Collaboration with Millie Chen, Andrew Johnson, Joan Linder, Paul Vanouse
Interactive public art projects
Media: bicycles, various electronic media
Photos (Toronto): Toni Hafkenscheid
PED is a collective that makes participatory bicycle-driven art projects operating in public space. Each project is created specifically for the varying location and situation, and is simultaneously a pseudo service bureau and an info/excer-tainment outlet from which visitors/ participants may embark on free, talking-bicycle ‘lecture’ tours. In some PED projects, each bicycle is outfitted with a pedal-activated audio system (i.e. as the participant pedals, they hear the lecture, and when they stop the lecture ceases), while in others, the audio is transmitted via electronic communications devices/systems such as walkie-talkies and GPS. The series expands the parameters of performance by engaging viewers as agents as they conspicuously ride through the city on the talking-bicycles, disseminating information by publicly broadcasting the lectures.
PED.Chongqing (June 2006, Tank Loft Arts Center, Chongqing, China) introduced collective teams as the riders of custom audio, 6-wheeled, cart-pulling bicycle systems built from salvaged bicycle parts and hacked megaphones. The vehicles were capable of large-scale public address. These human-driven machines broadcast audio via karaoke-inspired lectures, spreading information and entertainment in a new/ancient society. The three tours were: The Long, Long Virtuous Path to Sunshine Vehicle; The Twin Stacks of Supreme Happiness Vehicle; The Vehicle for Ten Thousand Fertile Scholars’ Star Rated Market Approved Big Shiny Hot Pot for the Benevolent Ghosts from the Immortal Mountains of the Healthy Valley of Plenty. PED.Chongqing was completed by an expanded PED team including 38 students of the Sichuan Fine Arts Institute. It was realized in cooperation with Chongqing 955 Bicycle Club and the International Long March project.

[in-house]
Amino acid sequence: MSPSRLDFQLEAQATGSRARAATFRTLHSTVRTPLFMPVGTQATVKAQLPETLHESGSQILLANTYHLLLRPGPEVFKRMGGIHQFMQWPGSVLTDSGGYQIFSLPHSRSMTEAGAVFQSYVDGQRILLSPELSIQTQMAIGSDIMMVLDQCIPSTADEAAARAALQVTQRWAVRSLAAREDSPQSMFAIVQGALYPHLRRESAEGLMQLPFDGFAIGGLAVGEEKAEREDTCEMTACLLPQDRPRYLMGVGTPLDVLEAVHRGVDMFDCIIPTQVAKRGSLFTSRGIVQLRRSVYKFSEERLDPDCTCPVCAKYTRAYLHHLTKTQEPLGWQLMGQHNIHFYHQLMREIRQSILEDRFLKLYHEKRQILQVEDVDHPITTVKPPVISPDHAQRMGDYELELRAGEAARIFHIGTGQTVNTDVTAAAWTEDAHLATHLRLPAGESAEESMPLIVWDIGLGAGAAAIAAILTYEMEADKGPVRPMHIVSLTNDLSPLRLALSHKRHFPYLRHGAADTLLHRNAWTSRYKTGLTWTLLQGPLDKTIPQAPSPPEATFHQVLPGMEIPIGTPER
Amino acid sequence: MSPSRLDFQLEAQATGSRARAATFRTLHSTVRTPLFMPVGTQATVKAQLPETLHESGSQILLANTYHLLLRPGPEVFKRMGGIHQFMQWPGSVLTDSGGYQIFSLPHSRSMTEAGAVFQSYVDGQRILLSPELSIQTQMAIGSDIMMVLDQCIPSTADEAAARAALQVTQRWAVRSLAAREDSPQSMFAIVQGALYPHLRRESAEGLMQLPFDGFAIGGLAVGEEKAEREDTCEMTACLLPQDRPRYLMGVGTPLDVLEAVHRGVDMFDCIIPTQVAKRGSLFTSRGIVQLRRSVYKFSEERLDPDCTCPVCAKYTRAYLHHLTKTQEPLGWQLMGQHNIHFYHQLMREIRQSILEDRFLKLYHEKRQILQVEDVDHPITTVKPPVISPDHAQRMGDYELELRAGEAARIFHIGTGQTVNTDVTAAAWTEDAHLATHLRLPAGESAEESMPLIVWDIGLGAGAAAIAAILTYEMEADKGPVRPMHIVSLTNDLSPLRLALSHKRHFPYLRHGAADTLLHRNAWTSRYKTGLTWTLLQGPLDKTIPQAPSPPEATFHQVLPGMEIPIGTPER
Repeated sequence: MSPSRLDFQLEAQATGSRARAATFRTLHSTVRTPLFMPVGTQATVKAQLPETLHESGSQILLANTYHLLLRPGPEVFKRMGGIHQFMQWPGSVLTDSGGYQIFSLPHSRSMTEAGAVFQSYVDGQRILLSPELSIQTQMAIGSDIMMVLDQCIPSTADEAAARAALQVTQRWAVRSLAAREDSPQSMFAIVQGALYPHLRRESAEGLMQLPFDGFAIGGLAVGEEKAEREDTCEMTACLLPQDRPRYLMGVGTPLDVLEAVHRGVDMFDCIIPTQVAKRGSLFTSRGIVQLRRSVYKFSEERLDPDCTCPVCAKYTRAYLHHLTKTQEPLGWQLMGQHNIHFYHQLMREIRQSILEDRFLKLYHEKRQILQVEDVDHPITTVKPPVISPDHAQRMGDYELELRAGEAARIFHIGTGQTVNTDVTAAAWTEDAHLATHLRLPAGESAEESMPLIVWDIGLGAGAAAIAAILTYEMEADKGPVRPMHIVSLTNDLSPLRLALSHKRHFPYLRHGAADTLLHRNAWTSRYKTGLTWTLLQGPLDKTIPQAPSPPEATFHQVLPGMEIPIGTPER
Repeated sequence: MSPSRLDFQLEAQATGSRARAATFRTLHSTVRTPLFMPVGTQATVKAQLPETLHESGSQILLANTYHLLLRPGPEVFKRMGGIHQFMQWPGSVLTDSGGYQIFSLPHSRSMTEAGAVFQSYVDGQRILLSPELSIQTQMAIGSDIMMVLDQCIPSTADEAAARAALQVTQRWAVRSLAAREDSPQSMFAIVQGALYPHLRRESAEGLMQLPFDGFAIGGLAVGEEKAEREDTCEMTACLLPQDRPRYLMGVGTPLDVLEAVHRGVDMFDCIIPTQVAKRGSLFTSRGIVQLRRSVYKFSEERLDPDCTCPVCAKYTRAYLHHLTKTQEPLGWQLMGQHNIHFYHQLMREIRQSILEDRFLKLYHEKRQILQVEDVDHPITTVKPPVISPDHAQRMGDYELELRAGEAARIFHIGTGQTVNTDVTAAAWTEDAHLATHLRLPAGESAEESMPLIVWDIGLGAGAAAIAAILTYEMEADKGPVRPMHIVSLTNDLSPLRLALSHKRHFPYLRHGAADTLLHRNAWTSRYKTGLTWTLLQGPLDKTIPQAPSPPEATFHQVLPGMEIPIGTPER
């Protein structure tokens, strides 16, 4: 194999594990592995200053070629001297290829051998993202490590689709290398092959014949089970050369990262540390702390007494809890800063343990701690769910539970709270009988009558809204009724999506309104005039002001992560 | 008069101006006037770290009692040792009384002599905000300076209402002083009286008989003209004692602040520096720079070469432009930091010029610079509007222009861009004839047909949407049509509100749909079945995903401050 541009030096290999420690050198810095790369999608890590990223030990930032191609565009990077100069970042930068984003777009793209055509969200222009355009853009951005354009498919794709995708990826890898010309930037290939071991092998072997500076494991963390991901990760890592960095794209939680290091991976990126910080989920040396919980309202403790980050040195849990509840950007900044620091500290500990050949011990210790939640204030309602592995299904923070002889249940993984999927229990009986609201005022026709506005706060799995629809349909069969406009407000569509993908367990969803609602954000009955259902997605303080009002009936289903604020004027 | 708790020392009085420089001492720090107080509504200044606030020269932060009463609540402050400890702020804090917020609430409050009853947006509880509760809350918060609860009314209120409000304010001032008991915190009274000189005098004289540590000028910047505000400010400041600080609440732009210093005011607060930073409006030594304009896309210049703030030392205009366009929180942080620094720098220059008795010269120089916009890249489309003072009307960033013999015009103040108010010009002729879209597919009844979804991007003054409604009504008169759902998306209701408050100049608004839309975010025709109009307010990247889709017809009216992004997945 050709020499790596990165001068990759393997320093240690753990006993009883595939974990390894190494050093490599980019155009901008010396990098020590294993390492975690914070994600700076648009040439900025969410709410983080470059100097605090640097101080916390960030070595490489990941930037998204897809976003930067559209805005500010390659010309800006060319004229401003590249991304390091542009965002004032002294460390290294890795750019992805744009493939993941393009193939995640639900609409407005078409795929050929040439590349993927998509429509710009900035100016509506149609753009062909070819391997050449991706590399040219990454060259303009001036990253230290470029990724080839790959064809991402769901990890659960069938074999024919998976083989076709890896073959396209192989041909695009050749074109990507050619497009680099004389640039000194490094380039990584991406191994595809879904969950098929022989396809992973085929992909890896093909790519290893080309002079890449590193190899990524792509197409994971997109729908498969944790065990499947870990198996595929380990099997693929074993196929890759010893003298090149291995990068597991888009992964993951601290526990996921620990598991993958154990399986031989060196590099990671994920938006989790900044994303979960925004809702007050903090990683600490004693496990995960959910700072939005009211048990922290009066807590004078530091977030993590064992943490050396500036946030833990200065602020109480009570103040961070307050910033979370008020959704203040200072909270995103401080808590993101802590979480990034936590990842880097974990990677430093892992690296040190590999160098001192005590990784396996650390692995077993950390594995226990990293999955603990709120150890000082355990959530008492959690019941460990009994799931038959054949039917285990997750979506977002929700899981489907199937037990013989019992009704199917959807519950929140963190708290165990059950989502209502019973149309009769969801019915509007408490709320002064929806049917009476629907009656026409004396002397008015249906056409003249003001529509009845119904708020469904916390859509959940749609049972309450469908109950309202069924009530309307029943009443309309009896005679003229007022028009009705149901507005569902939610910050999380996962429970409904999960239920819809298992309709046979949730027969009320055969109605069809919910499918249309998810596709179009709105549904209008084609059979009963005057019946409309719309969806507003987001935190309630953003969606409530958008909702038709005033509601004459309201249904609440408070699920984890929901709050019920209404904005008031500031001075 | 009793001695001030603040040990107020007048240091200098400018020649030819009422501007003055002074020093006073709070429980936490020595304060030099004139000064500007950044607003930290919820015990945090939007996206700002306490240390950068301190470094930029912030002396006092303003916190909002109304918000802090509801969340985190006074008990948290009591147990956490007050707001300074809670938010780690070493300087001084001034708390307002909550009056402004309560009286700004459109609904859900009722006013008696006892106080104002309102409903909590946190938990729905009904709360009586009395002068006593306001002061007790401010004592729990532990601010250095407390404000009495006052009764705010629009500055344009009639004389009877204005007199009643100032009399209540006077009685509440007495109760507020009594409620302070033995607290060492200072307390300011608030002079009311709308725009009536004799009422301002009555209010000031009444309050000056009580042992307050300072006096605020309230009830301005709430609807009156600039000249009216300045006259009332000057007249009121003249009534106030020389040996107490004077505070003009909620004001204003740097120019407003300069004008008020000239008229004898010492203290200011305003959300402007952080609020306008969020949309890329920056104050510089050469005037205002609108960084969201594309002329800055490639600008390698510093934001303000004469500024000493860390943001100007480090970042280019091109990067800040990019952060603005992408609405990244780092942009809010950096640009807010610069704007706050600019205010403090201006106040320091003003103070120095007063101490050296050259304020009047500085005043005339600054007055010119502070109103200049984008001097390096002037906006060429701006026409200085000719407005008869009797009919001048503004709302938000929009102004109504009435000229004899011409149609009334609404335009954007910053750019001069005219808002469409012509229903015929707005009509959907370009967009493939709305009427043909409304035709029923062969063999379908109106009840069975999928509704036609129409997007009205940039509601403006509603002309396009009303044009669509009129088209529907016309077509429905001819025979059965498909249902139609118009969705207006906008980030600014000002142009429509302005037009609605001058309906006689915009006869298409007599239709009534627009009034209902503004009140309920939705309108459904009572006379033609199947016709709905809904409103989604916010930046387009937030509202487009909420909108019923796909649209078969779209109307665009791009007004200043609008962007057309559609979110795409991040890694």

PED.Rio (March 2007, FILE-Rio 2007: Electronic Language International Festival, Oi Futuro Cultural Center, Rio de Janeiro, Brazil) continued the focus on global issues on a local level, seeking to distill issues of trade between the northern and southern hemispheres through the use of metaphor. Sugar, poetry, popular music, a dubious love duet and walkie-talkies were the tools used to guide the rider/transporter along the PED.Rio trade route. For the first time, PED utilized live voice transmission, layered on top of the pre-recorded soundtracks, to communicate with the riders. As a self-reflexive agency, PED acknowledges its complicity in the market of cultural exchange but sees invitations as opportunities to discuss and frame important global issues. Bicycles and walkie-talkies are considered low-tech technology at this point in history but continue to serve as common devices for urgent communication.
PED.St. John’s (June 2008, Sound Symposium, St. John’s, Newfoundland, Canada) utilized stereo radio transmissions, each broadcast on a different frequency, engaging riders who eavesdropped on a conversation between various characters (humans, non-humans, even phenomena) throughout the history of Newfoundland. This conversation was filled with misunderstandings, lost signals, faulty transmissions and disagreements across time. The shadow of Guglielmo Marconi’s historic lighthouse loomed large. The persistent beeps of his Morse code punctuated the dialog and the booming horns of freighters in the harbor periodically obliterated all narrative.
PED.Toronto (Summer 2016, Koffler Art Gallery, Toronto, Canada) consisted of a series of three bike tours through Toronto’s West Queen West area that examined the city’s shifting identities, multi-faceted realities and imagined potentials: Toronto the Good incorporated literary and filmic references revealing this city as a place rich in its own stories as well as a cinematic stand-in for other cities; Toronto the Better focused on the current streetscape and local culture of the sites, start-ups, outreach organizations, businesses and personalities in the area; Toronto the Best offered riders a transformative experience, channelling science fiction into a call to action for Toronto residents, whether they are long-time, new or even yet unforeseen citizens. Converted into the PED Station and Museum, the Koffler Gallery served as a bicycle terminal and information hub, where multimedia displays featured a retrospective of past PED projects and a live feed observation centre that extended the outdoor experience and interactive engagement with the city.